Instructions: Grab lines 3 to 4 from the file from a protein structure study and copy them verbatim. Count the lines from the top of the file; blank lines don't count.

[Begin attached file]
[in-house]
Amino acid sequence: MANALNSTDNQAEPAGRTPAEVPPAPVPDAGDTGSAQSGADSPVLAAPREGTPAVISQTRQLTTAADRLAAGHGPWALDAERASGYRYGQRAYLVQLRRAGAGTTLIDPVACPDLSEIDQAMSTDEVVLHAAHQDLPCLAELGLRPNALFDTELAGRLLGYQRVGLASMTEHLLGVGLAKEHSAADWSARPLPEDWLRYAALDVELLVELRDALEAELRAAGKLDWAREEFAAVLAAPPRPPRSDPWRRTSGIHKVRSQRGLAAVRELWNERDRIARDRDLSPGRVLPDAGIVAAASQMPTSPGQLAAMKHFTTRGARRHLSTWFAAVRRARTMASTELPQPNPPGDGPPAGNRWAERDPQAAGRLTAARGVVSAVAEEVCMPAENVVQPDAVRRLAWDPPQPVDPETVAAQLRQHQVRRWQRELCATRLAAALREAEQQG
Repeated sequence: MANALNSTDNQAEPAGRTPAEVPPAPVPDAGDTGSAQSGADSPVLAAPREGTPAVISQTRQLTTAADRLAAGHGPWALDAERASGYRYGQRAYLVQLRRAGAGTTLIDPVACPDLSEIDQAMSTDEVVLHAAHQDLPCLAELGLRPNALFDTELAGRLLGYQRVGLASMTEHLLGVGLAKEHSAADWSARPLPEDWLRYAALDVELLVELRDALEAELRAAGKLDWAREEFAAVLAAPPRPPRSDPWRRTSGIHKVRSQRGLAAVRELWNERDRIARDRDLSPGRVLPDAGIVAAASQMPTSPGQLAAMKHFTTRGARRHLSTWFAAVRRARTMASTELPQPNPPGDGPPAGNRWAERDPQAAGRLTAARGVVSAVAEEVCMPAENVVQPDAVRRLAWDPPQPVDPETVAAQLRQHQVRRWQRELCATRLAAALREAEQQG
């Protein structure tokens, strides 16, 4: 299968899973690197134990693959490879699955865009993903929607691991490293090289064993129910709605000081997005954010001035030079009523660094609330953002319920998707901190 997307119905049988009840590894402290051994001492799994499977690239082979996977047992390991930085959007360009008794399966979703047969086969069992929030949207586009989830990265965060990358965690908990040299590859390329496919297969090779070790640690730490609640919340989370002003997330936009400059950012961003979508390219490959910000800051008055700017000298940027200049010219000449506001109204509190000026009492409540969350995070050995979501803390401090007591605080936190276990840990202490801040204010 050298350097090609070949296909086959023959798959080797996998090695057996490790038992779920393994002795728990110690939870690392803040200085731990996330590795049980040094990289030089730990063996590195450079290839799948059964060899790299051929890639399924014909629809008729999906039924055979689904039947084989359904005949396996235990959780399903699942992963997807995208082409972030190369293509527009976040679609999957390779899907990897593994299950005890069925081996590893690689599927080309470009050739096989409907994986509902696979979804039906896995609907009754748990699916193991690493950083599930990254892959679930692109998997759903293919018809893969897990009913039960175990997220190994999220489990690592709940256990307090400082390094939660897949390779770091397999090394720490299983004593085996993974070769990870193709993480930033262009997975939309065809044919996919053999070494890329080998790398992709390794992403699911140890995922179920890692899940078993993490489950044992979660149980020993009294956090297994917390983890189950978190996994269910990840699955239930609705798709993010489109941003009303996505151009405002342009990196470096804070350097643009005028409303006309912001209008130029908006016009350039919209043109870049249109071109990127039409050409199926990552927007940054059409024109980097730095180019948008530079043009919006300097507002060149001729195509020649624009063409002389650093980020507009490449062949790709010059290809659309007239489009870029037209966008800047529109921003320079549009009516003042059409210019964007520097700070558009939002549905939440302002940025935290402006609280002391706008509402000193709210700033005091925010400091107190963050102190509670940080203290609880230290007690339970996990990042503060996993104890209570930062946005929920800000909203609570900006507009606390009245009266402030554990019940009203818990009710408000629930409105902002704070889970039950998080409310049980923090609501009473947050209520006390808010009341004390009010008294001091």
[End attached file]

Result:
Repeated sequence: MANALNSTDNQAEPAGRTPAEVPPAPVPDAGDTGSAQSGADSPVLAAPREGTPAVISQTRQLTTAADRLAAGHGPWALDAERASGYRYGQRAYLVQLRRAGAGTTLIDPVACPDLSEIDQAMSTDEVVLHAAHQDLPCLAELGLRPNALFDTELAGRLLGYQRVGLASMTEHLLGVGLAKEHSAADWSARPLPEDWLRYAALDVELLVELRDALEAELRAAGKLDWAREEFAAVLAAPPRPPRSDPWRRTSGIHKVRSQRGLAAVRELWNERDRIARDRDLSPGRVLPDAGIVAAASQMPTSPGQLAAMKHFTTRGARRHLSTWFAAVRRARTMASTELPQPNPPGDGPPAGNRWAERDPQAAGRLTAARGVVSAVAEEVCMPAENVVQPDAVRRLAWDPPQPVDPETVAAQLRQHQVRRWQRELCATRLAAALREAEQQG
């Protein structure tokens, strides 16, 4: 299968899973690197134990693959490879699955865009993903929607691991490293090289064993129910709605000081997005954010001035030079009523660094609330953002319920998707901190 997307119905049988009840590894402290051994001492799994499977690239082979996977047992390991930085959007360009008794399966979703047969086969069992929030949207586009989830990265965060990358965690908990040299590859390329496919297969090779070790640690730490609640919340989370002003997330936009400059950012961003979508390219490959910000800051008055700017000298940027200049010219000449506001109204509190000026009492409540969350995070050995979501803390401090007591605080936190276990840990202490801040204010 050298350097090609070949296909086959023959798959080797996998090695057996490790038992779920393994002795728990110690939870690392803040200085731990996330590795049980040094990289030089730990063996590195450079290839799948059964060899790299051929890639399924014909629809008729999906039924055979689904039947084989359904005949396996235990959780399903699942992963997807995208082409972030190369293509527009976040679609999957390779899907990897593994299950005890069925081996590893690689599927080309470009050739096989409907994986509902696979979804039906896995609907009754748990699916193991690493950083599930990254892959679930692109998997759903293919018809893969897990009913039960175990997220190994999220489990690592709940256990307090400082390094939660897949390779770091397999090394720490299983004593085996993974070769990870193709993480930033262009997975939309065809044919996919053999070494890329080998790398992709390794992403699911140890995922179920890692899940078993993490489950044992979660149980020993009294956090297994917390983890189950978190996994269910990840699955239930609705798709993010489109941003009303996505151009405002342009990196470096804070350097643009005028409303006309912001209008130029908006016009350039919209043109870049249109071109990127039409050409199926990552927007940054059409024109980097730095180019948008530079043009919006300097507002060149001729195509020649624009063409002389650093980020507009490449062949790709010059290809659309007239489009870029037209966008800047529109921003320079549009009516003042059409210019964007520097700070558009939002549905939440302002940025935290402006609280002391706008509402000193709210700033005091925010400091107190963050102190509670940080203290609880230290007690339970996990990042503060996993104890209570930062946005929920800000909203609570900006507009606390009245009266402030554990019940009203818990009710408000629930409105902002704070889970039950998080409310049980923090609501009473947050209520006390808010009341004390009010008294001091």